Eutrophication by ert554898


   Peter Fergie
           What is the problem?
• Eutrophication is a process by which an excess of nitrates
  can kill of populations of water-based organisms.
• This is due to the build up in nitrates increasing the
  population sizes of some plants in the water through
  increased fertility.
• When these plants die, there is an excess of organic dead
• This dead matter is then used by bacteria in aerobic
  respiration, allowing the bacteria to absorb more oxygen
  from the water.
How does that affect other organisms?
• With more oxygen being absorbed by the bacteria, there is
  less available for larger organisms which don’t have the
  necessary adaptations to cope with lower oxygen levels.
• These organisms, often fish, can then no longer respire
  aerobically and will therefore die.
• This affects the whole cycle exponentially, as there is now
  more dead matter, and therefore more bacteria respiring
  aerobically, causing the O2 levels to decrease further,
  therefore causing more and more fish to die.
         Why is this happening?
• This problem occurs when farmers use artificial chemical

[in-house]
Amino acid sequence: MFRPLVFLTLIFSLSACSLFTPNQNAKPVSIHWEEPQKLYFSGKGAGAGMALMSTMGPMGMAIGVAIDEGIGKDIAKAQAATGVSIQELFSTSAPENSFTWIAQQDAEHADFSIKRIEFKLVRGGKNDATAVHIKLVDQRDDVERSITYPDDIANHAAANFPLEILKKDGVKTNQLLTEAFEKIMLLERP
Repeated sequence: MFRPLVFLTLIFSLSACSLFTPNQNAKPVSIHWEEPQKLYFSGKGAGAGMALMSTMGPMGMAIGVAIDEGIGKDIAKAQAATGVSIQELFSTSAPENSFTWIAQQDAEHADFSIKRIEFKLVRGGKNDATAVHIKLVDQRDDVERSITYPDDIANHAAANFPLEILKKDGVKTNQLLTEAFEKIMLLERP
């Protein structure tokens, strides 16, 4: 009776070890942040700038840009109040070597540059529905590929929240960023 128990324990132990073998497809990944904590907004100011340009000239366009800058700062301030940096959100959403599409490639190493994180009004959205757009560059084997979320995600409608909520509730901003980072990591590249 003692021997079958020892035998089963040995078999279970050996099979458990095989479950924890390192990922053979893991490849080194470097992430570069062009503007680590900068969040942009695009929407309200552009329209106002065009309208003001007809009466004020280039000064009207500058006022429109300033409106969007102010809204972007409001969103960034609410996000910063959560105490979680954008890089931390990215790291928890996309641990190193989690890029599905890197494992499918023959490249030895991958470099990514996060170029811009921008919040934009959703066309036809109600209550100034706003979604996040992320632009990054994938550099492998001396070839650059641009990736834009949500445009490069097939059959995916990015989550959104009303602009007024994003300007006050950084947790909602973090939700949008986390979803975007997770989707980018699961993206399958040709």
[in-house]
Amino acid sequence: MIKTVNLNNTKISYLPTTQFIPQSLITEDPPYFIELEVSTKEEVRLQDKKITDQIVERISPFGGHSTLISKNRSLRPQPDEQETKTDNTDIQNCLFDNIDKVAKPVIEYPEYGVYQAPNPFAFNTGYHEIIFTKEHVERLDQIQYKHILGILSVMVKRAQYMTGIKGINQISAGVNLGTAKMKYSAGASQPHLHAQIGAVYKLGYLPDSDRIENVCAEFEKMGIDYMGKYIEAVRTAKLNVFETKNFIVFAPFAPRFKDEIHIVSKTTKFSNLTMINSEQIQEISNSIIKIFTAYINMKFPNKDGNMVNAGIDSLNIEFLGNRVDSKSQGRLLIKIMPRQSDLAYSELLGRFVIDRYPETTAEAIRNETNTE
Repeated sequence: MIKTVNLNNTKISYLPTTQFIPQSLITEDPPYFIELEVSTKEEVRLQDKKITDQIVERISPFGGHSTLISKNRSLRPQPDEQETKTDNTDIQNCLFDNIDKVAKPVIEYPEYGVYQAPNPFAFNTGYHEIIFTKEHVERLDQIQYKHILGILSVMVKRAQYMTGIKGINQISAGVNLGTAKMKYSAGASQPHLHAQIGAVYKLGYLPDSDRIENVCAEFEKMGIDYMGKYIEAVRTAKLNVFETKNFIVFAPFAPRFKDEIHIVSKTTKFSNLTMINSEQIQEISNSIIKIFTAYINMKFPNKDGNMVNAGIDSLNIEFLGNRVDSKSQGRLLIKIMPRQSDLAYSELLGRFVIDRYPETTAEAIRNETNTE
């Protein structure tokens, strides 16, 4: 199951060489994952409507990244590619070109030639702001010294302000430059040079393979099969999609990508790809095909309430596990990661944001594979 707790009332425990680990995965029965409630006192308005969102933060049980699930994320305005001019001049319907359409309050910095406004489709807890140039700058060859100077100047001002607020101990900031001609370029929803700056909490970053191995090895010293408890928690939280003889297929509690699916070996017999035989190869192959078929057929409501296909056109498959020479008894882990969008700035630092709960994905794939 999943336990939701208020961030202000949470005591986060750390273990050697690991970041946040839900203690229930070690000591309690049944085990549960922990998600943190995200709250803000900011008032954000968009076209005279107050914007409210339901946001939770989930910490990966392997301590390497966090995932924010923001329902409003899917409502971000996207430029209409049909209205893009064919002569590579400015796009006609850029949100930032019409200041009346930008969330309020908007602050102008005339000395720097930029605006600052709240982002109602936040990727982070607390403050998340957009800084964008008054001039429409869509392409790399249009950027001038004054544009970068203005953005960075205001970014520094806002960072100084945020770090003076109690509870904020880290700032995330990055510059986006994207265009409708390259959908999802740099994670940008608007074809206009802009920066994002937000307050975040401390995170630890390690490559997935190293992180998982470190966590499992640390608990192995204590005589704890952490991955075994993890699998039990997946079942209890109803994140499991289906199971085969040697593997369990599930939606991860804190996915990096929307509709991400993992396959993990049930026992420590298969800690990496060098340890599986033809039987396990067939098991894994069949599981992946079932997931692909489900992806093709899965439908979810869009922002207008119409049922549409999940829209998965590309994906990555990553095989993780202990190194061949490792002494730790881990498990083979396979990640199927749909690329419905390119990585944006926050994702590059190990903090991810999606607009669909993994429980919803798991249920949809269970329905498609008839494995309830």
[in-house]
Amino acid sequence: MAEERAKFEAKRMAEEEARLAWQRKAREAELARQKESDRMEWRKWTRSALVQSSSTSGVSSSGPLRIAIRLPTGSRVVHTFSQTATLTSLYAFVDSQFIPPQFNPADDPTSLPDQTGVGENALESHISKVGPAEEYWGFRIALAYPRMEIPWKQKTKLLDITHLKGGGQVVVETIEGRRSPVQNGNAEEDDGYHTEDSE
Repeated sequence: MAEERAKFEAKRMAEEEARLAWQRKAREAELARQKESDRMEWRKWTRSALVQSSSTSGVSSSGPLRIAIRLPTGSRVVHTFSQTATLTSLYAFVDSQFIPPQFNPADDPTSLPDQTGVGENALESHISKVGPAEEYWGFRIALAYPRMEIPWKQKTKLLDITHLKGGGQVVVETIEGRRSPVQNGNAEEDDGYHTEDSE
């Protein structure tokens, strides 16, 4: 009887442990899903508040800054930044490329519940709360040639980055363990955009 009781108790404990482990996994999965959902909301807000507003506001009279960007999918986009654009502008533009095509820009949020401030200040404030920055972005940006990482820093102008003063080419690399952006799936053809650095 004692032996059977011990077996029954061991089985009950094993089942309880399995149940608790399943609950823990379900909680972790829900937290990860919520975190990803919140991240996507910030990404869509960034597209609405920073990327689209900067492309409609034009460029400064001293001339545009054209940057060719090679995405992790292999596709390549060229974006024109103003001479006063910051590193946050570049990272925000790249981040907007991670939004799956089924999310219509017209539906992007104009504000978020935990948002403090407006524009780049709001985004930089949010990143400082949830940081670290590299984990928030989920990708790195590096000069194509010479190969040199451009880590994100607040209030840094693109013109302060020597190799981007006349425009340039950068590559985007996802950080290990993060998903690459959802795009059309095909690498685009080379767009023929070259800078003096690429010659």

fertilizers on their land.
• These fertilizers contain large amounts of Potassium,
  Phosphorus and Nitrogen.
• It’s the nitrogen which causes all the problems, in the form
  of nitrates.
• An excess of these will be washed out from the fields by
  the rain in a process called “run-off”, where the nitrates
  then accumulate in nearby rivers and ponds.
• This then links back to the original slide where the water
  plant population increases.
How can the problem be overcome?
• The magnitude of the problem can be
  decreased by a number of factors.
• These include not overly fertilizing fields,
  using an organic fertilizer, and not releasing
  raw sewage into rivers and lakes.
• A reduction in fertilizer usage would leave
  the land with less excess nitrates going to
  waste and causing eutrophication.

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